Sorry, had to get part one out before I put the kids to sleep incase I fell asleep too.
The when and why the idea of the “sell or buyer” can happen.
First is selling an asset at a peak in value. As an example if you were a contending team who drafted OBJ in the later first round. Then after a monster rookie season you could sell for a kings ransom. And again after his sophomore season you could still sell for a kings ransom.
Second in selling is selling asset you do not have a good feeling about. This could be Devonta Freeman going into his third year if you do feel he can keep up the performance. Or one of Parker, White or Perriman if you do not trust reports or trust they will be the big contributors they could be.
When buying there are also two important things to think about. First is the player you are willing to pay up for. I’m not saying to sell the farm. An example could be buying Diggs after his big season. He was probably drafted with a second or third and now to buy him you will probably spend a first.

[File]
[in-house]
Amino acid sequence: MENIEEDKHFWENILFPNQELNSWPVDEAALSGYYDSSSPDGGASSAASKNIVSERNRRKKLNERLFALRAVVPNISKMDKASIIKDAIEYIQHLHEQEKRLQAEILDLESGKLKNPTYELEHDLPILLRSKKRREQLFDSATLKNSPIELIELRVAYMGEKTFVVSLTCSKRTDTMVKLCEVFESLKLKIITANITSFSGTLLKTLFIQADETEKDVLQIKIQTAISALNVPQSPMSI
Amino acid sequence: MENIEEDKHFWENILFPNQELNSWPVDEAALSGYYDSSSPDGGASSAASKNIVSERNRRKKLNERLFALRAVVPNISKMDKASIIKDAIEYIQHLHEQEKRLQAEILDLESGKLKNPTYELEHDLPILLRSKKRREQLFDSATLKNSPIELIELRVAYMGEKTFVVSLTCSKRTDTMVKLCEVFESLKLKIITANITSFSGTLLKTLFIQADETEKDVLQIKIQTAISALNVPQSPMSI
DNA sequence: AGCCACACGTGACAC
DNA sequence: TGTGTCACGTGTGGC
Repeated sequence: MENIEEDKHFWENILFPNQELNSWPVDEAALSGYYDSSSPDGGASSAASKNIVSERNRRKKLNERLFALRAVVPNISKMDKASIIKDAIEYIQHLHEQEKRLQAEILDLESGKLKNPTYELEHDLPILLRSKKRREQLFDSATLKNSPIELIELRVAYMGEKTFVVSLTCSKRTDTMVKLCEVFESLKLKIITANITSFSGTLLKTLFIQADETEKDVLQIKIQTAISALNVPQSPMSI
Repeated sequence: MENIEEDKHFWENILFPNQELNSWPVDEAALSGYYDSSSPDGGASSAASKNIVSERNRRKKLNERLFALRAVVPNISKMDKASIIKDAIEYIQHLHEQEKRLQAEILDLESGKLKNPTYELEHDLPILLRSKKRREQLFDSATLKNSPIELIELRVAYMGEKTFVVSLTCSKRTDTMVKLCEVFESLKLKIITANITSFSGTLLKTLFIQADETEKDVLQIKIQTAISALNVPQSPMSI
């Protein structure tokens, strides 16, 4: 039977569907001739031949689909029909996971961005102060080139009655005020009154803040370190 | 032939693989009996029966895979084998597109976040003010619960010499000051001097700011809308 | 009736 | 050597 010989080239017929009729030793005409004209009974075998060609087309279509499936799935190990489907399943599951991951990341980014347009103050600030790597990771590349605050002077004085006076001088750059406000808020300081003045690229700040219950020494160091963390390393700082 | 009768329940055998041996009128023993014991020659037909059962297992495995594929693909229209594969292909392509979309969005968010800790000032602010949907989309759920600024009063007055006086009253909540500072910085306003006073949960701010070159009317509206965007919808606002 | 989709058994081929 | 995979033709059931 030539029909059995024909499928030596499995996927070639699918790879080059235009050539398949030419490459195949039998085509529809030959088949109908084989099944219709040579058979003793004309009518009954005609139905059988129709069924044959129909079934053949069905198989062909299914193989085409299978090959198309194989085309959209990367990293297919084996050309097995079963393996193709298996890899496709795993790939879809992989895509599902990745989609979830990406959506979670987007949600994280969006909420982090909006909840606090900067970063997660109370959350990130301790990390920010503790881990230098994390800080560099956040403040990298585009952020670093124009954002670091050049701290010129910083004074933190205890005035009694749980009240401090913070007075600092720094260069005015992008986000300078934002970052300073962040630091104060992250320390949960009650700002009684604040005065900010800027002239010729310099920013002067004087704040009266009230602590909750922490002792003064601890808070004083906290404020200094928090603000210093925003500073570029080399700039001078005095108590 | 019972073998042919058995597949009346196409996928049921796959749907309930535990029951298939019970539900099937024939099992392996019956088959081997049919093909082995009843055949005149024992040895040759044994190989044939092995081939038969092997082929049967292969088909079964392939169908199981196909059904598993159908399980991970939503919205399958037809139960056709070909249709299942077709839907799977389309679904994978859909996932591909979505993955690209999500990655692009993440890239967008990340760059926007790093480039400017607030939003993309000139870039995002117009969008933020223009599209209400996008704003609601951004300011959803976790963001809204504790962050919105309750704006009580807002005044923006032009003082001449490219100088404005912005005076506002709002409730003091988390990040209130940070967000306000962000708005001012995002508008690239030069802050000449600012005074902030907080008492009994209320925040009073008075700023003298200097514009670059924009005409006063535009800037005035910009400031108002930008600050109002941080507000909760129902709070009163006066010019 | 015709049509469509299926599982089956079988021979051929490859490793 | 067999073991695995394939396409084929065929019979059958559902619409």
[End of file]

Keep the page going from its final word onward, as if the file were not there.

A better time to buy can be when a players value dips but you think it can recover. This could have been buying Josh Gordon last year for pennies and probably doubling the investment now. Or buying Martavis if you think he will be back and be great. It could be buying Alf when everyone else bailed. If you were lucky the Yeldon owner in your league was iffy on him, Ivory signing sent him over the edge and you bought “cheap”.
These scenarios are different. They can be combined in some manner. More importantly though you need to recognize which side you are on in order to make trade negotiations go smoothly. Going in with the wrong tactic could push a trade partner away and start you off a step behind when you think you are ahead.